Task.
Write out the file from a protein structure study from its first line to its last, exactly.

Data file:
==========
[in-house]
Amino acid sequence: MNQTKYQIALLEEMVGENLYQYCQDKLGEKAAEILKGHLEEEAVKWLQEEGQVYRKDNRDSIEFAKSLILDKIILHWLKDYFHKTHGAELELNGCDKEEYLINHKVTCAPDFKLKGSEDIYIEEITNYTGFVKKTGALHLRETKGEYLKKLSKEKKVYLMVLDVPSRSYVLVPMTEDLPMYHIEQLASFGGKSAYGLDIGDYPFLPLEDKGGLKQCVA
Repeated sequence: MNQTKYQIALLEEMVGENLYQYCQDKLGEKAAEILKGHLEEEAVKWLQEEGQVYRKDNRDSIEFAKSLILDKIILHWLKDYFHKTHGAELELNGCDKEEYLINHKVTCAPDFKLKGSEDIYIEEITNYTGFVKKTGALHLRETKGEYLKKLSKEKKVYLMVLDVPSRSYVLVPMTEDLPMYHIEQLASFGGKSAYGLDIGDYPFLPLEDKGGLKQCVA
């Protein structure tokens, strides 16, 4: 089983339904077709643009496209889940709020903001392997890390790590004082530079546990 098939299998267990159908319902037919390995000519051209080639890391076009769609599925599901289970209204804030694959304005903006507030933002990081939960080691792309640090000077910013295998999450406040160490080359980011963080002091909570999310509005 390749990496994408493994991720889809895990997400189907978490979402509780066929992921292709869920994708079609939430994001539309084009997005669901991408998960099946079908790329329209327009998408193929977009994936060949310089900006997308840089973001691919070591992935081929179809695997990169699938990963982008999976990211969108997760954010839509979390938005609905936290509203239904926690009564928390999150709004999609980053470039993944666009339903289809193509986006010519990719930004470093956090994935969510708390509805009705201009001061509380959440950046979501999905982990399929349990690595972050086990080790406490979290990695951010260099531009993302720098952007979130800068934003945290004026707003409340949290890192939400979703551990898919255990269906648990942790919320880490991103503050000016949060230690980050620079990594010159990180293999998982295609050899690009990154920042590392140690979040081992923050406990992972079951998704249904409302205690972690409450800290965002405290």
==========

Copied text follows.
[in-house]
Amino acid sequence: MNQTKYQIALLEEMVGENLYQYCQDKLGEKAAEILKGHLEEEAVKWLQEEGQVYRKDNRDSIEFAKSLILDKIILHWLKDYFHKTHGAELELNGCDKEEYLINHKVTCAPDFKLKGSEDIYIEEITNYTGFVKKTGALHLRETKGEYLKKLSKEKKVYLMVLDVPSRSYVLVPMTEDLPMYHIEQLASFGGKSAYGLDIGDYPFLPLEDKGGLKQCVA
Repeated sequence: MNQTKYQIALLEEMVGENLYQYCQDKLGEKAAEILKGHLEEEAVKWLQEEGQVYRKDNRDSIEFAKSLILDKIILHWLKDYFHKTHGAELELNGCDKEEYLINHKVTCAPDFKLKGSEDIYIEEITNYTGFVKKTGALHLRETKGEYLKKLSKEKKVYLMVLDVPSRSYVLVPMTEDLPMYHIEQLASFGGKSAYGLDIGDYPFLPLEDKGGLKQCVA
């Protein structure tokens, strides 16, 4: 089983339904077709643009496209889940709020903001392997890390790590004082530079546990 098939299998267990159908319902037919390995000519051209080639890391076009769609599925599901289970209204804030694959304005903006507030933002990081939960080691792309640090000077910013295998999450406040160490080359980011963080002091909570999310509005 390749990496994408493994991720889809895990997400189907978490979402509780066929992921292709869920994708079609939430994001539309084009997005669901991408998960099946079908790329329209327009998408193929977009994936060949310089900006997308840089973001691919070591992935081929179809695997990169699938990963982008999976990211969108997760954010839509979390938005609905936290509203239904926690009564928390999150709004999609980053470039993944666009339903289809193509986006010519990719930004470093956090994935969510708390509805009705201009001061509380959440950046979501999905982990399929349990690595972050086990080790406490979290990695951010260099531009993302720098952007979130800068934003945290004026707003409340949290890192939400979703551990898919255990269906648990942790919320880490991103503050000016949060230690980050620079990594010159990180293999998982295609050899690009990154920042590392140690979040081992923050406990992972079951998704249904409302205690972690409450800290965002405290």